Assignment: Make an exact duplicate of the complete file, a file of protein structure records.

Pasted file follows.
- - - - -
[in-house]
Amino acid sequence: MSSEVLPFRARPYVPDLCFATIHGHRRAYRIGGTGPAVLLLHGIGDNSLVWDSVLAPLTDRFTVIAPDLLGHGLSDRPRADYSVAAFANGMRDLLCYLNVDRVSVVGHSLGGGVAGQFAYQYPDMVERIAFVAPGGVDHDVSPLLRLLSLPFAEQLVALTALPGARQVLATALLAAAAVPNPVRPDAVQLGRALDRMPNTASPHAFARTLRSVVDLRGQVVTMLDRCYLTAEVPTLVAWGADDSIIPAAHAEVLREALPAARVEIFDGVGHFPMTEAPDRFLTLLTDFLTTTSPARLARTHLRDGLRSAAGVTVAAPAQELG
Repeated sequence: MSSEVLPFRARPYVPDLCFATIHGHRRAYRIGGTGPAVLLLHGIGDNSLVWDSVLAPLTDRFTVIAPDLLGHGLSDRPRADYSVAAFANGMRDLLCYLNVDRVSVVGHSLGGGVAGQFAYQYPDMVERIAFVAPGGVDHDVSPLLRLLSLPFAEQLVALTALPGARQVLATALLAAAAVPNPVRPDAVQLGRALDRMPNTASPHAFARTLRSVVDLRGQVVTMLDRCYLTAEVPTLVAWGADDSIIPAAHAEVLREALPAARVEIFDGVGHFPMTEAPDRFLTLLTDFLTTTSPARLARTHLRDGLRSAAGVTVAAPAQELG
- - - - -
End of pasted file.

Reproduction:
[in-house]
Amino acid sequence: MSSEVLPFRARPYVPDLCFATIHGHRRAYRIGGTGPAVLLLHGIGDNSLVWDSVLAPLTDRFTVIAPDLLGHGLSDRPRADYSVAAFANGMRDLLCYLNVDRVSVVGHSLGGGVAGQFAYQYPDMVERIAFVAPGGVDHDVSPLLRLLSLPFAEQLVALTALPGARQVLATALLAAAAVPNPVRPDAVQLGRALDRMPNTASPHAFARTLRSVVDLRGQVVTMLDRCYLTAEVPTLVAWGADDSIIPAAHAEVLREALPAARVEIFDGVGHFPMTEAPDRFLTLLTDFLTTTSPARLARTHLRDGLRSAAGVTVAAPAQELG
Repeated sequence: MSSEVLPFRARPYVPDLCFATIHGHRRAYRIGGTGPAVLLLHGIGDNSLVWDSVLAPLTDRFTVIAPDLLGHGLSDRPRADYSVAAFANGMRDLLCYLNVDRVSVVGHSLGGGVAGQFAYQYPDMVERIAFVAPGGVDHDVSPLLRLLSLPFAEQLVALTALPGARQVLATALLAAAAVPNPVRPDAVQLGRALDRMPNTASPHAFARTLRSVVDLRGQVVTMLDRCYLTAEVPTLVAWGADDSIIPAAHAEVLREALPAARVEIFDGVGHFPMTEAPDRFLTLLTDFLTTTSPARLARTHLRDGLRSAAGVTVAAPAQELG